Okamoto, having faith in his team to deliver the goods, left them to their own devices, assuming they would be up to the challenge of porting Zelda 1 to the Game Boy Color. The team, unfortunately, had other ideas, and wanted to skip ahead to creating an entirely new Zelda game instead. And so, in Okamoto’s words, “for the first year we did nothing but lose lots of money.”

Ultimately, Nintendo was asked to involve themselves more deeply with the project, meant to form the "Tri Force series" of Zelda games, to help course-correct it.

Core Design Principles:

  • To create a game involving the “four seasons” using the technology of the NES-era Legend of Zelda. The idea was to convey the appeal of that generation of games to a new generation of players using the Game Boy system.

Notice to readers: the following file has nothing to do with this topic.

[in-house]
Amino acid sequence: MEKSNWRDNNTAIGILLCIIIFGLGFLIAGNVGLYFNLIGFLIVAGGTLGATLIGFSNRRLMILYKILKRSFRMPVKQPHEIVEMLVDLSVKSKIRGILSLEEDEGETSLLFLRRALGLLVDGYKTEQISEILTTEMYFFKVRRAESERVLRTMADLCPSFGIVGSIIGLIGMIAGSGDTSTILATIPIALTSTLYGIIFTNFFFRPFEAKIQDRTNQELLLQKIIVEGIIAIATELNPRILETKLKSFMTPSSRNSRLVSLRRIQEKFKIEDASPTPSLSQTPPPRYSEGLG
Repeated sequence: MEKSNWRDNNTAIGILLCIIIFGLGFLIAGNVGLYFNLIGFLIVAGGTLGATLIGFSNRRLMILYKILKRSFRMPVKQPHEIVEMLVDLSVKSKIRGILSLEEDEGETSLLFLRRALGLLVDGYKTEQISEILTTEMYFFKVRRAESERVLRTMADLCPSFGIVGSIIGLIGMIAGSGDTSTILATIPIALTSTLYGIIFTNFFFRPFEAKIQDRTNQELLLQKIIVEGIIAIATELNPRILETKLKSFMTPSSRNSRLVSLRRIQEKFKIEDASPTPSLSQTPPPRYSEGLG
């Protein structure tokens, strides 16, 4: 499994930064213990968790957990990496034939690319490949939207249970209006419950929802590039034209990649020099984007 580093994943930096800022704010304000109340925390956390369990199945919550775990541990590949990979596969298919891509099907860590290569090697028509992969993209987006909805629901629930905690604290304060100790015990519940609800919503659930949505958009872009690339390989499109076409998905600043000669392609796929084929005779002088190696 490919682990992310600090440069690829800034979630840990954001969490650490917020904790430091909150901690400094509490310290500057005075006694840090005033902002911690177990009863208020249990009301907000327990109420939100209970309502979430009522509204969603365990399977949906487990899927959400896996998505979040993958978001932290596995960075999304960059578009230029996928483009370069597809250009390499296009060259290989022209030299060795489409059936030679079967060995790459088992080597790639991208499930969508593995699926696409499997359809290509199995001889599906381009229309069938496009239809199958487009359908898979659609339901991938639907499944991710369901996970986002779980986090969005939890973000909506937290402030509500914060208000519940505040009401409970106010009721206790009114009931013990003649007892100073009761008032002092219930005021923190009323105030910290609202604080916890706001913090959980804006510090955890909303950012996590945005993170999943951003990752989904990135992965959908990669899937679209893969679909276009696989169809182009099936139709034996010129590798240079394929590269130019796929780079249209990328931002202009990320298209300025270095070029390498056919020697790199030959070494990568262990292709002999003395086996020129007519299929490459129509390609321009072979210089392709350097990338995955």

• To make use of the Game Boy Link Cable, and create three interconnected titles that would link up with one another, allowing for a different experience depending on what order you played them in, and your activities within each game.

Hidemaro Fujibayashi, a young member of the staff at Flagship, was assigned to work on the Tri Force game. Initially, Fujibayashi was simply serving as a “design secretary” of sorts, compiling all the different ideas that were being tossed about at the time. Owing to his deep involvement with the project, he was eventually assigned to be its director.

Fujibayashi and Okamoto had decided that each of three interconnected games would represent one part of the Zelda Tri Force—Power, Courage, and Wisdom—and collectively form the “Tri Force series,” with a heavy focus on the games’ interconnected story. Fujibayashi in particular felt it was important for the game to have a strong action-RPG-esque story, since the Game Boy Color hardware allowed for it.